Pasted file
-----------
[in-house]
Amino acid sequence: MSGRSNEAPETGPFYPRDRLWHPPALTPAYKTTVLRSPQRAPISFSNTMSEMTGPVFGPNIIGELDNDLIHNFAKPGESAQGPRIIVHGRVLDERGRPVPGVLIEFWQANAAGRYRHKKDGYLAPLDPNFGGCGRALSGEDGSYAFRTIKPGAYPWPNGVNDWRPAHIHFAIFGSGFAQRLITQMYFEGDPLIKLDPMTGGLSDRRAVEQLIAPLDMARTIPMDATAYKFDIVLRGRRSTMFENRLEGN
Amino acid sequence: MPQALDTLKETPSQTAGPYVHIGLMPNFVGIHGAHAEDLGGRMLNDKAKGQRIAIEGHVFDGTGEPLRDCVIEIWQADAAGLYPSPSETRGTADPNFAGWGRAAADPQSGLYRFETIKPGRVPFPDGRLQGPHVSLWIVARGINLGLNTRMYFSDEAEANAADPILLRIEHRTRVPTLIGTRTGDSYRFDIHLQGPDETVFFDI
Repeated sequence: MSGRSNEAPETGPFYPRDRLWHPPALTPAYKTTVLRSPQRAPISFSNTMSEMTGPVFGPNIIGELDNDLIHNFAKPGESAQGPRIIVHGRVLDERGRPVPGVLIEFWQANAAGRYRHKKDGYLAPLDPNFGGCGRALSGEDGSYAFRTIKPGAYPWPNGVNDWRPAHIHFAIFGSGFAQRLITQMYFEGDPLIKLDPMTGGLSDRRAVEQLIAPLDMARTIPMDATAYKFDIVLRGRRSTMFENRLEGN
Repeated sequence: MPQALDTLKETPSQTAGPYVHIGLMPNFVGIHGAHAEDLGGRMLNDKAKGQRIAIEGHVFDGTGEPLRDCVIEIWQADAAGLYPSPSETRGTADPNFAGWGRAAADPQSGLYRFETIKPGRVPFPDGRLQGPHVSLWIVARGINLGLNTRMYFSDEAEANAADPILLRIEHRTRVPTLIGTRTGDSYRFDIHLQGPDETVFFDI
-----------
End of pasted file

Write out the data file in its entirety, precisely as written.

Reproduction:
[in-house]
Amino acid sequence: MSGRSNEAPETGPFYPRDRLWHPPALTPAYKTTVLRSPQRAPISFSNTMSEMTGPVFGPNIIGELDNDLIHNFAKPGESAQGPRIIVHGRVLDERGRPVPGVLIEFWQANAAGRYRHKKDGYLAPLDPNFGGCGRALSGEDGSYAFRTIKPGAYPWPNGVNDWRPAHIHFAIFGSGFAQRLITQMYFEGDPLIKLDPMTGGLSDRRAVEQLIAPLDMARTIPMDATAYKFDIVLRGRRSTMFENRLEGN
Amino acid sequence: MPQALDTLKETPSQTAGPYVHIGLMPNFVGIHGAHAEDLGGRMLNDKAKGQRIAIEGHVFDGTGEPLRDCVIEIWQADAAGLYPSPSETRGTADPNFAGWGRAAADPQSGLYRFETIKPGRVPFPDGRLQGPHVSLWIVARGINLGLNTRMYFSDEAEANAADPILLRIEHRTRVPTLIGTRTGDSYRFDIHLQGPDETVFFDI
Repeated sequence: MSGRSNEAPETGPFYPRDRLWHPPALTPAYKTTVLRSPQRAPISFSNTMSEMTGPVFGPNIIGELDNDLIHNFAKPGESAQGPRIIVHGRVLDERGRPVPGVLIEFWQANAAGRYRHKKDGYLAPLDPNFGGCGRALSGEDGSYAFRTIKPGAYPWPNGVNDWRPAHIHFAIFGSGFAQRLITQMYFEGDPLIKLDPMTGGLSDRRAVEQLIAPLDMARTIPMDATAYKFDIVLRGRRSTMFENRLEGN
Repeated sequence: MPQALDTLKETPSQTAGPYVHIGLMPNFVGIHGAHAEDLGGRMLNDKAKGQRIAIEGHVFDGTGEPLRDCVIEIWQADAAGLYPSPSETRGTADPNFAGWGRAAADPQSGLYRFETIKPGRVPFPDGRLQGPHVSLWIVARGINLGLNTRMYFSDEAEANAADPILLRIEHRTRVPTLIGTRTGDSYRFDIHLQGPDETVFFDI